Tuesday , June 05, 2018 - 3:49 PM
He announced that Tuesday would be his last day as Weber County commissioner and that he’d take a job as deputy director at the state agency.
“It’s an assignment that I’m tremendously excited about and looking forward to,” he said at Tuesday’s county commission meeting.
Gibson announced last December that he’d be stepping down as county commissioner to take the DNR job. But he abruptly changed course days later — after news emerged that he was the focus of an Ogden Police Department probe — and decided to stay on as commissioner.
He announced May 17 he’d been cleared in the matter, and with the investigation now complete, he’s taking the job he had dreamed of.
In announcing his plans, Gibson — finishing his second term as county commissioner — lauded the county’s employees and encouraged them to keep up their efforts. But he made no mention of the police inquiry, focused on a Weber County flood-mitigation project completed in 2015, or the subsequent review by Davis County prosecutors. He had denied wrongdoing all along.
In a statement, though, DNR Executive Director Mike Styler referenced the controversy. The new offer for the deputy director’s job came after Davis County officials finished their work, clearing Gibson of wrongdoing, the DNR said.
“My primary concern has always been to have the truth brought out. While I believed from the beginning that Kerry would be cleared of any and all wrongdoing, I also believed it was prudent to delay his (appointment) until he was cleared,” Styler said.
Styler and Gibson, a former Utah House member, worked together as state lawmakers and the DNR head is “thrilled” Gibson is taking the post, starting this week. The statement cited Gibson’s background as a dairy farmer, Utah House member and county commissioner.
“He has always been a fierce advocate for natural resources and we are pleased he remains committed to accepting this assignment following this personal ordeal,” Styler said. Gibson will be one of two deputy directors in the state agency.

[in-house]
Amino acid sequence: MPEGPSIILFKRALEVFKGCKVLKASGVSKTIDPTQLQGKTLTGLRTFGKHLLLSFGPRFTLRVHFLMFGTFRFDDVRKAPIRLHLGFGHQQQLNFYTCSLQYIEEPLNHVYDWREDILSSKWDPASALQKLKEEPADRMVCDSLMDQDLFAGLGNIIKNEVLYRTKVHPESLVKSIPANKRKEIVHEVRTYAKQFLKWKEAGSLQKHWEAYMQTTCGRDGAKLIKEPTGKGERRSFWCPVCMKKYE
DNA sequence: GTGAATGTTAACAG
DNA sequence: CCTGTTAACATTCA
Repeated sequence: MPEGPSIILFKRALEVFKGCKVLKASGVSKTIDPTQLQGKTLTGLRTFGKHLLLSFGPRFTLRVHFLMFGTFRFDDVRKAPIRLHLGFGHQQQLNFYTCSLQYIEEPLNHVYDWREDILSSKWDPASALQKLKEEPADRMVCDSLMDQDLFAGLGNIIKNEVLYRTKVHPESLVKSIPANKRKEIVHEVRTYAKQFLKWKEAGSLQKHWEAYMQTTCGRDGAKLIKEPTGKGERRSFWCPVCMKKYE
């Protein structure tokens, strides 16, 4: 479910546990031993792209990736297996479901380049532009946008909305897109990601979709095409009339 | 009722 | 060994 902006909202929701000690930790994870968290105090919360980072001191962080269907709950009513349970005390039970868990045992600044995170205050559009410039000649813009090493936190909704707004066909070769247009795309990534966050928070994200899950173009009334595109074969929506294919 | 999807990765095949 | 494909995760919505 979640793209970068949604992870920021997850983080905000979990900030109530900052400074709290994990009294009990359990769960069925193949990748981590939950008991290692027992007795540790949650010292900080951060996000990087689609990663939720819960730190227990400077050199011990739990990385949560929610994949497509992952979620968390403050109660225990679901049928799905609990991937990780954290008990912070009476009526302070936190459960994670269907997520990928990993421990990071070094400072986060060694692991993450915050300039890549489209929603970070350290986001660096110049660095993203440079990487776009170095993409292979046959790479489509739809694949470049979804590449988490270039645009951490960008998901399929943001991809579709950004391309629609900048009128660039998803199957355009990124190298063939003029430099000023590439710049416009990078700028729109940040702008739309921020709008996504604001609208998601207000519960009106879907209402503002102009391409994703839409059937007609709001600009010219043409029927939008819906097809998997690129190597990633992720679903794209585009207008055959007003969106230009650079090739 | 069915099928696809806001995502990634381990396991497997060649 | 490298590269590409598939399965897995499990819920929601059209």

Gibson’s county commission seat will be vacant, setting up the need for a special election by the Weber County Republican Party to find someone to fill out his term, which goes through 2018. Scott Jenkins, Republican candidate for the next term in the seat in elections later this year, said Tuesday that he’d likely vie in the special election, tentatively set for June 18.
Jenkins faces Democrat Neil Hansen in Nov. 6 elections for the next term in the commission post.
‘YOU’VE BEEN GREAT’
Gibson generated applause and accolades from those at Tuesday’s county commission meeting after he announced his plans. Some referenced the investigation, centered on a flood-mitigation project along the Weber River, partially adjacent to property owned by Gibson’s family.
The Weber County Attorney’s Office, which serves as legal counsel to county commissioners here, asked the Davis County Prosecutor’s Office to review the Ogden Police inquiry.
Per the Davis County review, prosecutors zeroed in on whether Gibson misappropriated Weber County equipment or personnel for work on Gibson family property. They also looked into whether Gibson directed Weber County employees to perform campaign fundraising activities on his behalf during business hours, according to the May 17 letter from Davis County officials announcing no charges would be forthcoming.
“It’s been awesome to watch him just rise to the top and become a better man because of all the trials and struggles that he’s had,” said his daughter, Kayden Bradford.
Toby Mileski, former mayor of Pleasant View and northern Utah’s representative to the Utah Transit Authority Board of Trustees, lauded his service.
“You’ve been great. You’ve been a great representative for our county, for our cities... You’re going to be missed, more than you think,” said Mileski. He also singled out for praise Gibson’s 2016 vote against a controversial county property tax hike.
Gibson’s wife Katrina, though not directly mentioning the inquiry her husband faced, referenced the trials that can come with being a public official in the spotlight, offering elected leaders and their families praise.
“You put your name out there for public scrutiny and for everyone to judge you whatever you say or do,” she said. “I want to thank you all for your willingness to do that, for your willingness to put your name out there for public service.”
Below is of the Standard-Examiner’s coverage of the Kerry Gibson investigation:
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